California Vs. the United States
California is a land of its own, constrained by 49 other states. How many of the smallest U.S. states would it take to reach the population of California?
California is by far the U.S. state with the largest population. It has double the number of people that live in the state of New York and 50% more people than Texas.
We wonder: How many of the smallest U.S. states would it take to reach the population of California?
California is the third-largest U.S. state in terms of land area. In a global context, it is about as large as Sweden, Europe’s fifth-largest country.
In population terms, Washington, D.C., the nation’s capital, with its population of 632,000, would be the third-smallest U.S. state, ahead of only Vermont and Wyoming.
However, because of its Constitutional designation as the national capital, it is classified a federal district rather than as a state. This means the citizens of Washington, D.C. have only limited representation in the U.S. Congress compared to other Americans.
One way to end their disenfranchisement would be for Congress to make the District the 51st state. This would give the District’s voters the ability to elect two U.S. Senators and a member of the U.S. House of Representatives with full voting privileges.
However, the District’s status as the national capital complicates this path to statehood.
Another solution would be to return the District — except for a small enclave of federal government buildings — to the state of Maryland, which donated the land to form the District in 1791. Neither of these actions appears imminent.
The fact that the population of the District is majority black (52%) has led some to conclude that race is a factor in thwarting D.C.’s bid for statehood. Furthermore, the District’s solid majority of Democratic Party voters gives Republicans in Congress little incentive to vote for statehood.
Another factor may be the reluctance of Congress to create another extremely small population state, which would further increase the already significant power of small states in the Senate.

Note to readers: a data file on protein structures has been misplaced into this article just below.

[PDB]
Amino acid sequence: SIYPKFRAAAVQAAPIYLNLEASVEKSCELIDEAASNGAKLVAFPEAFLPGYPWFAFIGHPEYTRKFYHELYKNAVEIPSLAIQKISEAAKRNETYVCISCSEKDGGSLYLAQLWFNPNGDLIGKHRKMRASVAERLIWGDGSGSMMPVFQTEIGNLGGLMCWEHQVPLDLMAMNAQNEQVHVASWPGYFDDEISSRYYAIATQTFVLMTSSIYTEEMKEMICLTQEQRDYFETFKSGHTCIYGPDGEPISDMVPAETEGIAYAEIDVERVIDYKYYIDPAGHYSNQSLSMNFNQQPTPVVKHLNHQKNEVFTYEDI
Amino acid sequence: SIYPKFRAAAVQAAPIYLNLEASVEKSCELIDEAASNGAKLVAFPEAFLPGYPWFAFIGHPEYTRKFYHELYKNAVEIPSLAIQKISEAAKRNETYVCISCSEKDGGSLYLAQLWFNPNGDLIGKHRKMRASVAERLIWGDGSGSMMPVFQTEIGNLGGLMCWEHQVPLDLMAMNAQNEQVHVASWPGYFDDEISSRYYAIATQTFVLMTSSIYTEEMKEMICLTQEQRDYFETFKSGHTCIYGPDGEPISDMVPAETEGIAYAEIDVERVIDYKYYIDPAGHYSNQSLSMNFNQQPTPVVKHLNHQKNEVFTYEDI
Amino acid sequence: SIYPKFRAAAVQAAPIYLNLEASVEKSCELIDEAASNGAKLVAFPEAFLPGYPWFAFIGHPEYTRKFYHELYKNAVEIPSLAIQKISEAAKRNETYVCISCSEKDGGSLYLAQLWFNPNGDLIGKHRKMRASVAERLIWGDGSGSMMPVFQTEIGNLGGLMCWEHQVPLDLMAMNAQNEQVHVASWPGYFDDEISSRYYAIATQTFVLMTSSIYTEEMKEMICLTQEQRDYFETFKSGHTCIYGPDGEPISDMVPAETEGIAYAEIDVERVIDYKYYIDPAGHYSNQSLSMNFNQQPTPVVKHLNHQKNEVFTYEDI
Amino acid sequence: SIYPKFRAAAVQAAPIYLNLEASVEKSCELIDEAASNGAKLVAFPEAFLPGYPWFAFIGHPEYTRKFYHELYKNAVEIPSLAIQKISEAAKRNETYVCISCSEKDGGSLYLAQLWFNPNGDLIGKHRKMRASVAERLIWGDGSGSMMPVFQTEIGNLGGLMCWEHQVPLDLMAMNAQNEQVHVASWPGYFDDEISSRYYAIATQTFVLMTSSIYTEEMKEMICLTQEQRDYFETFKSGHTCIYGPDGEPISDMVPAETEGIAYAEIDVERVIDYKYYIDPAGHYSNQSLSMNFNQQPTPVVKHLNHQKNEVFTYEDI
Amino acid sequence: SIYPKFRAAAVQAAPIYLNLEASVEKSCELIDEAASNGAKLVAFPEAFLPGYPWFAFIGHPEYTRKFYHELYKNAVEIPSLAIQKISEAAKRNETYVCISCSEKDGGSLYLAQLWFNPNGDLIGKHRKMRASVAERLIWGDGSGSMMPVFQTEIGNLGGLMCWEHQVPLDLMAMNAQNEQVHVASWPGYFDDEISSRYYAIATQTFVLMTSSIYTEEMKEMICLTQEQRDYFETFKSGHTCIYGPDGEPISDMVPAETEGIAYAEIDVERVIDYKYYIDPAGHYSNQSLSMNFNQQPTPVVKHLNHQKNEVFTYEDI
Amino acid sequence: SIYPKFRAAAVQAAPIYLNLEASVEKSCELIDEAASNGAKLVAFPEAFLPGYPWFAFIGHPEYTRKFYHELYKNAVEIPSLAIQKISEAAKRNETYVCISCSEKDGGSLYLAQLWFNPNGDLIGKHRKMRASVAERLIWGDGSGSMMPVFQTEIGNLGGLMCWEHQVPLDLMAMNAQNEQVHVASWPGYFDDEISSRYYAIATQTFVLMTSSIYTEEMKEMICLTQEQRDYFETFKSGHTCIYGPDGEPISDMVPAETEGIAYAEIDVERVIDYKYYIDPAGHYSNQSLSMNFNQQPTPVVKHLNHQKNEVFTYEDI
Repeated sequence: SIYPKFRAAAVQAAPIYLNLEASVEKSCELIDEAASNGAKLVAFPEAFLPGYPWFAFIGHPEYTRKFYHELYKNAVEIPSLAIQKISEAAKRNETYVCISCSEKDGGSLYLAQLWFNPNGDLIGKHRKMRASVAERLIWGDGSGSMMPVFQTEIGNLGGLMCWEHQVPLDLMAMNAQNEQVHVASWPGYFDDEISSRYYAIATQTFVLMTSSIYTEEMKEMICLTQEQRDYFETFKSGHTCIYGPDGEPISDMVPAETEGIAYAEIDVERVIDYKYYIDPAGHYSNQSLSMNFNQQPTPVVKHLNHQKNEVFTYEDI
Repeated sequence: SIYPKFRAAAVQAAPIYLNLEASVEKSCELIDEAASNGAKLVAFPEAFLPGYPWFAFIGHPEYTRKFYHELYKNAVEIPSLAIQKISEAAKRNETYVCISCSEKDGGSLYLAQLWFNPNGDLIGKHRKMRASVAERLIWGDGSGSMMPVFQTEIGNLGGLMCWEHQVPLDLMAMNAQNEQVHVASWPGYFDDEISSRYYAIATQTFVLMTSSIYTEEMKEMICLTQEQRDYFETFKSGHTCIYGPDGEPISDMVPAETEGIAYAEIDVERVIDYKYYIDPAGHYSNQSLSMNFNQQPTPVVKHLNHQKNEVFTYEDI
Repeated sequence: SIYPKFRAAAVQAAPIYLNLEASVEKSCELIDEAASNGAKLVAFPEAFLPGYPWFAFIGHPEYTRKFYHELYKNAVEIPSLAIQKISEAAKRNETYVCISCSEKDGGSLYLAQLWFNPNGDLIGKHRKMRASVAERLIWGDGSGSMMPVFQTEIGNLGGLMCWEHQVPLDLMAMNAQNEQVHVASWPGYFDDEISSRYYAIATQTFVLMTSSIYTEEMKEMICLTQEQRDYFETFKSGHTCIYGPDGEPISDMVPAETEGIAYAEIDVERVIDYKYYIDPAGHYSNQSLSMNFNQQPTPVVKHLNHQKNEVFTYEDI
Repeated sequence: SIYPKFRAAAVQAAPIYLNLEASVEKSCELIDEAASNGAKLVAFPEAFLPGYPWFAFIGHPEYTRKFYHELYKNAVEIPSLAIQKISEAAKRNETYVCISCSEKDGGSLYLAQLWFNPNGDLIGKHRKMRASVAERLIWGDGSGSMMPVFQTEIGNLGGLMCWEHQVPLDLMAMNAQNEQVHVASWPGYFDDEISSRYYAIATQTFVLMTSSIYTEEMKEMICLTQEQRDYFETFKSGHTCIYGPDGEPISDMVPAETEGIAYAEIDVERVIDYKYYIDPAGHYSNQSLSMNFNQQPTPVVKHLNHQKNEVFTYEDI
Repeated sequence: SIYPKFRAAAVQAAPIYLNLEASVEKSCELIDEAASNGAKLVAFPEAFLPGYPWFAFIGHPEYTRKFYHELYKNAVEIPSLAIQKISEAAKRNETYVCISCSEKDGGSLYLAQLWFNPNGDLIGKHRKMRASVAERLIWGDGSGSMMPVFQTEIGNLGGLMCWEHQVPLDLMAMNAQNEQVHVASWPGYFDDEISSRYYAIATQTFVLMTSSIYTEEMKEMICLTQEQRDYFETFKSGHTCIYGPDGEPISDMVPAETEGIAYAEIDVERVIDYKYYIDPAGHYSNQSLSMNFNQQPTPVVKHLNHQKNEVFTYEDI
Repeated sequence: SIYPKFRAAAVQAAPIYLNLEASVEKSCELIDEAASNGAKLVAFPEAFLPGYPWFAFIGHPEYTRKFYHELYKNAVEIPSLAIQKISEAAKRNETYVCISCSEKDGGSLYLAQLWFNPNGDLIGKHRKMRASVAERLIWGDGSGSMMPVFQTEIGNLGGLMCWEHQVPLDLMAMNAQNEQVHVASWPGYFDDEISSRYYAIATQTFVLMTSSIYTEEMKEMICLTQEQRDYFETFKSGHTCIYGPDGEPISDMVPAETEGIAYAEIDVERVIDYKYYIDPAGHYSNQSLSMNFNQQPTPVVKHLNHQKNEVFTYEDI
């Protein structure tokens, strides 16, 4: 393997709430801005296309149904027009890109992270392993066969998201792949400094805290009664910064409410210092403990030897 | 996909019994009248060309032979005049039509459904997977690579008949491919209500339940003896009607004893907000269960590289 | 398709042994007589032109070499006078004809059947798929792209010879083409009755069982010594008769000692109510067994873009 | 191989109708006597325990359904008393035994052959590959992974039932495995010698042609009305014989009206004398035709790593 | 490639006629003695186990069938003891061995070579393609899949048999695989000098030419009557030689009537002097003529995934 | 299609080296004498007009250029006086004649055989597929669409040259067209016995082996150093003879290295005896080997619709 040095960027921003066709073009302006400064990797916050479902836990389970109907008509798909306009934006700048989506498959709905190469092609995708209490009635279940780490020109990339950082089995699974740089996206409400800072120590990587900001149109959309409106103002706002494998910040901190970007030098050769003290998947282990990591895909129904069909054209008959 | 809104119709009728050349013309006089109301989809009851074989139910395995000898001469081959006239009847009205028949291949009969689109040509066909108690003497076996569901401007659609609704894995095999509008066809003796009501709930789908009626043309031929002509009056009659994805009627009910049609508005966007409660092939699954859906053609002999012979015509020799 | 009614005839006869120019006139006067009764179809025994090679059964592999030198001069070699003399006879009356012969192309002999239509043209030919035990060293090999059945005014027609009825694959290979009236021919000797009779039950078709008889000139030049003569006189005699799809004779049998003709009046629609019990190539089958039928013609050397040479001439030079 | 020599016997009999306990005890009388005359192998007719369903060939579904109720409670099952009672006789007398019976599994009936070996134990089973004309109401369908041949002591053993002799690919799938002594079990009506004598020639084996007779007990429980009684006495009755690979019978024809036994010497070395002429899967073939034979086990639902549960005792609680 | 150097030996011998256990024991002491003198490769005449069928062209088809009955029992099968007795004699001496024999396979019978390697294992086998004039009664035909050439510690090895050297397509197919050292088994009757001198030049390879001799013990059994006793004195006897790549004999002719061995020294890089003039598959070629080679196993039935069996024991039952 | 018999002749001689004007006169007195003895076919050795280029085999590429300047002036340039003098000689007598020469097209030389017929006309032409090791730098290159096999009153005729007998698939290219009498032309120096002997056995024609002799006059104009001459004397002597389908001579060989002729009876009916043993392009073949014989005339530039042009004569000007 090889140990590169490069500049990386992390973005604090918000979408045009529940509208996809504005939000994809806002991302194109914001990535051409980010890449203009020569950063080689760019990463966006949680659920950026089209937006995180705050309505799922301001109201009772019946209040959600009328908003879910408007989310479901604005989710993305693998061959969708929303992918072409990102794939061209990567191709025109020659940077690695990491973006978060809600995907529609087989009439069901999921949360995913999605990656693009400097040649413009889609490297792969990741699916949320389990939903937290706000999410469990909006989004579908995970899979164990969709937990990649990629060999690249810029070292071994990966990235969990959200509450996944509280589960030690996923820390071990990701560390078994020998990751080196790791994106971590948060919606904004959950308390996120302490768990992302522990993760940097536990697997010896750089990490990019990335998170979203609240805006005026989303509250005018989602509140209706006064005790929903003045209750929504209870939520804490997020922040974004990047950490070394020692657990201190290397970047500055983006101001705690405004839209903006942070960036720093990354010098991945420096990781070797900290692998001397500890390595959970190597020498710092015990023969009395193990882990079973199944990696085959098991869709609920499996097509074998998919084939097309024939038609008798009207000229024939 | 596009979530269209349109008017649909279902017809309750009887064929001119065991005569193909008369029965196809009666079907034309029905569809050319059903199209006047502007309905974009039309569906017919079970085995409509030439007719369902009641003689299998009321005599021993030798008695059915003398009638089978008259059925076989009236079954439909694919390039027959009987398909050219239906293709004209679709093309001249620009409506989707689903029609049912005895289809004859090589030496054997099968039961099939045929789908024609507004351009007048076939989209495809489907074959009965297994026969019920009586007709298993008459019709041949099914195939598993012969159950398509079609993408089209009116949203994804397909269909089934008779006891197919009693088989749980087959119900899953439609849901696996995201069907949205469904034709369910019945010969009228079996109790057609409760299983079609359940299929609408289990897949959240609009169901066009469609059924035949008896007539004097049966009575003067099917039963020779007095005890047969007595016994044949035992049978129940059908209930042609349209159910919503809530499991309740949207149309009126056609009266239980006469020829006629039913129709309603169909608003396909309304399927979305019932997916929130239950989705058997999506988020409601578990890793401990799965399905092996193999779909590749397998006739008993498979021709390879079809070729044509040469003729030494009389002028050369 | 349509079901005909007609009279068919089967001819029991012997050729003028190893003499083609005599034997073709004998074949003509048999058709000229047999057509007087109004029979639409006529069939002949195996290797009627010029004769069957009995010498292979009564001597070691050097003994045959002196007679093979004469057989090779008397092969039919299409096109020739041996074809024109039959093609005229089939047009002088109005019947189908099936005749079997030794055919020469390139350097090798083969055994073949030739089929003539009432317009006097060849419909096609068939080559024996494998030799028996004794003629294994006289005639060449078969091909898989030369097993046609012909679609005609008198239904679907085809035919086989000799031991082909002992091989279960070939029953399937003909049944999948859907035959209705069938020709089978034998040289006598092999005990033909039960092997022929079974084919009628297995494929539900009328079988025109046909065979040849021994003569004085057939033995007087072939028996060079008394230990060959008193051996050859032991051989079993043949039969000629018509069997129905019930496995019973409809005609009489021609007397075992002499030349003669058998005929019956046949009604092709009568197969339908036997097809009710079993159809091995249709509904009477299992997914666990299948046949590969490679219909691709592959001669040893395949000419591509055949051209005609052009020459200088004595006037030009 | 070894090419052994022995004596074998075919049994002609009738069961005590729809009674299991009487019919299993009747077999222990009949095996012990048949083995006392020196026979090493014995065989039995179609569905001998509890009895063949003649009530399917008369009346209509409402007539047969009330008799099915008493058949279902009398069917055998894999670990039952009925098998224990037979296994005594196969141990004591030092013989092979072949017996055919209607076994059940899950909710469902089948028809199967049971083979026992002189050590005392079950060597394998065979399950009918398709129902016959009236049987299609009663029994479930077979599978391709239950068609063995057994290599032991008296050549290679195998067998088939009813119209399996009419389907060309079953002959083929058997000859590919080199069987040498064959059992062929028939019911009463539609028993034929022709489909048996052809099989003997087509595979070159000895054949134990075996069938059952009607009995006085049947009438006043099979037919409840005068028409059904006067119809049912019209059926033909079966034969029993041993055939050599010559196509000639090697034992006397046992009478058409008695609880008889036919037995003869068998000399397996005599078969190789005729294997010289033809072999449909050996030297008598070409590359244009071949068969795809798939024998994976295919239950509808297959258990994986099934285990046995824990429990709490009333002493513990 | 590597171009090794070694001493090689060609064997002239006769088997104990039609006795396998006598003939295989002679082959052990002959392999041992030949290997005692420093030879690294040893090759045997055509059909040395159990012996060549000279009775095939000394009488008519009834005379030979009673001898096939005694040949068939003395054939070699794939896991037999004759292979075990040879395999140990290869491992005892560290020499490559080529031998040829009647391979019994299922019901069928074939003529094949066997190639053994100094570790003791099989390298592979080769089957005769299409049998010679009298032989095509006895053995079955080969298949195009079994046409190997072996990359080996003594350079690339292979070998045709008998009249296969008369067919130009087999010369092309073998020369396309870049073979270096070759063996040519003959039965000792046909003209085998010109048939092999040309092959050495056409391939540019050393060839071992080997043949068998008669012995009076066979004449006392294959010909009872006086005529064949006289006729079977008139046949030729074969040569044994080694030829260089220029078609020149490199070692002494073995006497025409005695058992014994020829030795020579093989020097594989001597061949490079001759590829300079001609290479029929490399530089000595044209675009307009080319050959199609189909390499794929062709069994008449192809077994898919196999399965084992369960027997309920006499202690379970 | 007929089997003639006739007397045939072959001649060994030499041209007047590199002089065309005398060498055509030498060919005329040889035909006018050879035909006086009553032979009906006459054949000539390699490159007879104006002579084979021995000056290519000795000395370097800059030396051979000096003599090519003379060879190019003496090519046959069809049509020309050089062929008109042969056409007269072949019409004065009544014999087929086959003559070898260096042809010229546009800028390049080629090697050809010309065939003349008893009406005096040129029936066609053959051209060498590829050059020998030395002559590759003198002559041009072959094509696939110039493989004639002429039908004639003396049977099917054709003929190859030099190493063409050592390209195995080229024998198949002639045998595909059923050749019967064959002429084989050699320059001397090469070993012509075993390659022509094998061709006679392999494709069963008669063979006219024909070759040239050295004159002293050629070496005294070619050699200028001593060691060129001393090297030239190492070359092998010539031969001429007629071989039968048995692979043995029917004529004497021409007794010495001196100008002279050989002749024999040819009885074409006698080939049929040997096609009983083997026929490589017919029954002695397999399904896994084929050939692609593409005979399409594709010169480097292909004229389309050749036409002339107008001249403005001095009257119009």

Only six of the 50 U.S. states have a population of less than one million people — Delaware, South Dakota, Alaska, North Dakota, Vermont and Wyoming.
By comparison, nine of Europe’s 44 countries have fewer than one million people. The same is true for only four countries in Asia (Cyprus, Bhutan, Brunei and the Maldives) — and only one country in Africa (the island nation of the Seychelles).
The ten least-populous U.S. states have an average population of 909,000 — for a total of 9.1 million people. In addition to the six listed above, they include Maine, New Hampshire, Rhode Island and Montana.
As a group, the ten least-populous U.S. states have a population equal to that of Georgia, the eighth most-populous U.S. state.
As of 2010, California’s economy amounted to $1.9 trillion. If it were an independent country, it would have been the 11th-largest economy in the world — behind Italy and just ahead of neighboring Mexico. As recently as 2002, California’s GDP would have made it the fifth-largest economy in the world.
As a group, the 22 U.S. states with the smallest populations have as many people as the state of California does by itself. To match California’s population of 38 million, one would have to combine the populations of all the states from 29th-ranked Connecticut, with its population of 3.6 million, down to 50th-ranked Wyoming.
Political representation is a sensitive issue for the American people, especially in the context of the very powerful U.S. Senate. For example, California’s two senators represent 66 times more people than Wyoming’s.
Illustrating the disproportionate power of small states, 51 senators from the 26 least-populous states — a majority capable of passing legislation — represent just under 18% of the U.S. population. An even smaller number (40) — representing 11% of the population — could work together to block legislation through the so-called filibuster.